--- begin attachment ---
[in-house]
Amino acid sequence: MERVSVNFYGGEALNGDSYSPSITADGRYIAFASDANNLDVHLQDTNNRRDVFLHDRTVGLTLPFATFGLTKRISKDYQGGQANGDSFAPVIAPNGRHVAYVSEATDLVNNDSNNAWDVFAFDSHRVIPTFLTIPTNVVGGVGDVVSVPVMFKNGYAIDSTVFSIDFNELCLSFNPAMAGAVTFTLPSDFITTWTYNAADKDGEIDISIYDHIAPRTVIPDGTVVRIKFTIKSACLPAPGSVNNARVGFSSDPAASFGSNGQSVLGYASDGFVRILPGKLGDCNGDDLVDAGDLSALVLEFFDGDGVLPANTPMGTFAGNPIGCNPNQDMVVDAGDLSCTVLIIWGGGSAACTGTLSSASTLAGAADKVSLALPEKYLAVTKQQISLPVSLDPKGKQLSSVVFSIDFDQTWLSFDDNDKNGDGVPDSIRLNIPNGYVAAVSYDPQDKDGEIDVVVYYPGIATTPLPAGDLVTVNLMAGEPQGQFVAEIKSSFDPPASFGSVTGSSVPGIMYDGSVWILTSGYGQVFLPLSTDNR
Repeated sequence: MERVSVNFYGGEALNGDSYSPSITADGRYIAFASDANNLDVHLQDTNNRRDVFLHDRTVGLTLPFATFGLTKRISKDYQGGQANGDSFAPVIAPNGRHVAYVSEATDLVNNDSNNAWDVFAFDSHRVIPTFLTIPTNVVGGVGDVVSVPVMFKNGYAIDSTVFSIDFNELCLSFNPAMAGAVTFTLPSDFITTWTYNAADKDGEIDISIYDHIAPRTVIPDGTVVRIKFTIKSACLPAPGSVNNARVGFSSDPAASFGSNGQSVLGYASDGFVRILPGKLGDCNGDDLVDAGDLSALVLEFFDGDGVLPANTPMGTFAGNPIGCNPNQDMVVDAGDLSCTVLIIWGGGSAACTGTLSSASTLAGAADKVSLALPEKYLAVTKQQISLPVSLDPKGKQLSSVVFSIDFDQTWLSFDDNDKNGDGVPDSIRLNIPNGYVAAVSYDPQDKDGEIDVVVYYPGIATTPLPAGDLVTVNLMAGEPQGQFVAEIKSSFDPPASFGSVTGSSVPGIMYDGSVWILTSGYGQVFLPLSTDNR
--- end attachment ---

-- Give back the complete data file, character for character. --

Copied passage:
[in-house]
Amino acid sequence: MERVSVNFYGGEALNGDSYSPSITADGRYIAFASDANNLDVHLQDTNNRRDVFLHDRTVGLTLPFATFGLTKRISKDYQGGQANGDSFAPVIAPNGRHVAYVSEATDLVNNDSNNAWDVFAFDSHRVIPTFLTIPTNVVGGVGDVVSVPVMFKNGYAIDSTVFSIDFNELCLSFNPAMAGAVTFTLPSDFITTWTYNAADKDGEIDISIYDHIAPRTVIPDGTVVRIKFTIKSACLPAPGSVNNARVGFSSDPAASFGSNGQSVLGYASDGFVRILPGKLGDCNGDDLVDAGDLSALVLEFFDGDGVLPANTPMGTFAGNPIGCNPNQDMVVDAGDLSCTVLIIWGGGSAACTGTLSSASTLAGAADKVSLALPEKYLAVTKQQISLPVSLDPKGKQLSSVVFSIDFDQTWLSFDDNDKNGDGVPDSIRLNIPNGYVAAVSYDPQDKDGEIDVVVYYPGIATTPLPAGDLVTVNLMAGEPQGQFVAEIKSSFDPPASFGSVTGSSVPGIMYDGSVWILTSGYGQVFLPLSTDNR
Repeated sequence: MERVSVNFYGGEALNGDSYSPSITADGRYIAFASDANNLDVHLQDTNNRRDVFLHDRTVGLTLPFATFGLTKRISKDYQGGQANGDSFAPVIAPNGRHVAYVSEATDLVNNDSNNAWDVFAFDSHRVIPTFLTIPTNVVGGVGDVVSVPVMFKNGYAIDSTVFSIDFNELCLSFNPAMAGAVTFTLPSDFITTWTYNAADKDGEIDISIYDHIAPRTVIPDGTVVRIKFTIKSACLPAPGSVNNARVGFSSDPAASFGSNGQSVLGYASDGFVRILPGKLGDCNGDDLVDAGDLSALVLEFFDGDGVLPANTPMGTFAGNPIGCNPNQDMVVDAGDLSCTVLIIWGGGSAACTGTLSSASTLAGAADKVSLALPEKYLAVTKQQISLPVSLDPKGKQLSSVVFSIDFDQTWLSFDDNDKNGDGVPDSIRLNIPNGYVAAVSYDPQDKDGEIDVVVYYPGIATTPLPAGDLVTVNLMAGEPQGQFVAEIKSSFDPPASFGSVTGSSVPGIMYDGSVWILTSGYGQVFLPLSTDNR